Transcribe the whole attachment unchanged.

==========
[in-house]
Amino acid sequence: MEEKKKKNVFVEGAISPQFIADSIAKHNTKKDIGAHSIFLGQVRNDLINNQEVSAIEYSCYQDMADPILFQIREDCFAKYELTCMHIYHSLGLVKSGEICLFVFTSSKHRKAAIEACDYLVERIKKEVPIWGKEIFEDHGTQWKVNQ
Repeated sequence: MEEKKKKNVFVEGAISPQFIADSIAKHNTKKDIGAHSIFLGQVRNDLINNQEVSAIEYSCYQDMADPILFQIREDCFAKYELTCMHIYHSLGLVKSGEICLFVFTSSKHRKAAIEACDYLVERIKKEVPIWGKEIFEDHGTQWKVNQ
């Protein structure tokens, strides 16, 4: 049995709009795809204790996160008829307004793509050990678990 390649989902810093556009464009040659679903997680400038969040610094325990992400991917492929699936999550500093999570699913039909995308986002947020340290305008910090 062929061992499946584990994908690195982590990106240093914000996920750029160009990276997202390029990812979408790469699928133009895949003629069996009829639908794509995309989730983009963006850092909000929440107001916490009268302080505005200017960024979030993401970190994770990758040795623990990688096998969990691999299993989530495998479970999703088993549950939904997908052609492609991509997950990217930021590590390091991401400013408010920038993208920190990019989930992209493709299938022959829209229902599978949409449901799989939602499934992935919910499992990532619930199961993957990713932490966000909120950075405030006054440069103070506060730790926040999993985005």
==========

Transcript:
[in-house]
Amino acid sequence: MEEKKKKNVFVEGAISPQFIADSIAKHNTKKDIGAHSIFLGQVRNDLINNQEVSAIEYSCYQDMADPILFQIREDCFAKYELTCMHIYHSLGLVKSGEICLFVFTSSKHRKAAIEACDYLVERIKKEVPIWGKEIFEDHGTQWKVNQ
Repeated sequence: MEEKKKKNVFVEGAISPQFIADSIAKHNTKKDIGAHSIFLGQVRNDLINNQEVSAIEYSCYQDMADPILFQIREDCFAKYELTCMHIYHSLGLVKSGEICLFVFTSSKHRKAAIEACDYLVERIKKEVPIWGKEIFEDHGTQWKVNQ
């Protein structure tokens, strides 16, 4: 049995709009795809204790996160008829307004793509050990678990 390649989902810093556009464009040659679903997680400038969040610094325990992400991917492929699936999550500093999570699913039909995308986002947020340290305008910090 062929061992499946584990994908690195982590990106240093914000996920750029160009990276997202390029990812979408790469699928133009895949003629069996009829639908794509995309989730983009963006850092909000929440107001916490009268302080505005200017960024979030993401970190994770990758040795623990990688096998969990691999299993989530495998479970999703088993549950939904997908052609492609991509997950990217930021590590390091991401400013408010920038993208920190990019989930992209493709299938022959829209229902599978949409449901799989939602499934992935919910499992990532619930199961993957990713932490966000909120950075405030006054440069103070506060730790926040999993985005």